Isa. Don Gomez, do you believe in the existence of a world of spirits? Have you ever seen an ambassador from that unknown world?
Don G. Certainly not. By faith we look forward to it.
Isa. Even so by faith does the Genoese look forward, far over misty ocean, to an undiscovered shore.
Col. Your majesty is right; but let it be added that I have reasons, oh! most potent and resistless reasons,
for the faith that is in me; the testimony of many navigators who have picked up articles that must have drifted from this distant coast; the nature of things admitting that the earth is round; the reports current among the people of one of the northern nations, that many years ago their mariners had sailed many leagues westward till they reached a shore where the grape grew abundantly; these and other considerations have made it the fixed persuasion of my mind that there is a great discovery reserved for the man who will sail patiently westward, trusting in God's good providence, and turning not back till he has achieved his purpose.
Don G. Then truly we should never hear of him again. Speculation! mere speculation, your majesty! When this gentleman can bring forward some solid facts that will induce us plain matter-of-fact men to risk money
in forwarding his enterprise, it will then be time enough for royalty to give it heed. Why, your majesty, the very boys in the streets point at their foreheads as he passes along
Isa. And so you bring forward the frivolity of boys jeering at what they do not comprehend, as an argument why Isabella should not give heed to this great and glorious scheme? Ay, sir, though it should fail, still, it has been urged in language so intelligent and convincing grave and earnest man,
think to undervalue by calling him an adventurer, that I am resolved to test the "absurdity," as you style it, and that forth with,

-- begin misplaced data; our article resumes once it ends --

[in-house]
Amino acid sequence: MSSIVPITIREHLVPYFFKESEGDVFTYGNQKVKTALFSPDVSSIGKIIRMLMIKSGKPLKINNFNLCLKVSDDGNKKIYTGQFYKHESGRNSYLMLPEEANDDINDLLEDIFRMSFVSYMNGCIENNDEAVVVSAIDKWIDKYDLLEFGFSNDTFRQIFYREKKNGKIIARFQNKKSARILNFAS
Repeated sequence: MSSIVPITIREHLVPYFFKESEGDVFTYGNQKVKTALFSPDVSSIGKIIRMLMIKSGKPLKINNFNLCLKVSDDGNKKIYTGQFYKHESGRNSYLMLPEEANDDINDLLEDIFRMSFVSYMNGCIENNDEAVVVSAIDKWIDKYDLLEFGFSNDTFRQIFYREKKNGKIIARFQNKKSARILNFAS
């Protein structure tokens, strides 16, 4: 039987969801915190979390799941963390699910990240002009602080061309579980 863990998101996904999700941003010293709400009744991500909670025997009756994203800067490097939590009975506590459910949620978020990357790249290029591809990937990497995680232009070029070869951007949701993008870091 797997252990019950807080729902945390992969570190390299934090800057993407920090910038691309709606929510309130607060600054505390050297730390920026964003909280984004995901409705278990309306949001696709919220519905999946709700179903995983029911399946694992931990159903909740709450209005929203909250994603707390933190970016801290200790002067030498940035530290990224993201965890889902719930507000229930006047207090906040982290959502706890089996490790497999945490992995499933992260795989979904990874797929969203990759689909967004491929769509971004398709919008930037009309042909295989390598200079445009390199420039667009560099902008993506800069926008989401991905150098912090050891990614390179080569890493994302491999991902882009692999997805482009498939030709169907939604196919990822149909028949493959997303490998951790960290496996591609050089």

Don G. Your majesty will excuse me if I remark, that I have from your royal consort himself the assurance that the finances are so exhausted by the late wars, that he cannot consent to advance the necessary funds for fitting out an expedition of the kind proposed.
Isa. Be mine, then, the privilege! I have jewels by the pledging of which I can raise the amount required; and I have resolved that they shall be pledged to this enterprise without any more delay.
Col. Your majesty shall not repent your heroic resolve. I will return, your majesty; be sure I will return, and lay at your
feet such a jewel as never queen wore yet, an imperishable fame,-a fame that shall couple with your memory the benedictions of millions yet unborn, in climes yet unknown to civilized man. There is an uplifting presentiment in my mind, a conviction that your majesty will live to bless the hour you came to this decision.
Don G. A presentiment! A plain matter-of-fact man, like myself, must take leave of your majesty, if his practical common sense is to be met and superseded by presentiment. An ounce of fact, your majesty, is worth a ton of presentiment.
Isa. That depends altogether upon the source of the presentiment, Don Gomez. If it comes from the fountain of all truth shall it not be good?
Don G. I humbly take my leave of your majesty.--Vinet.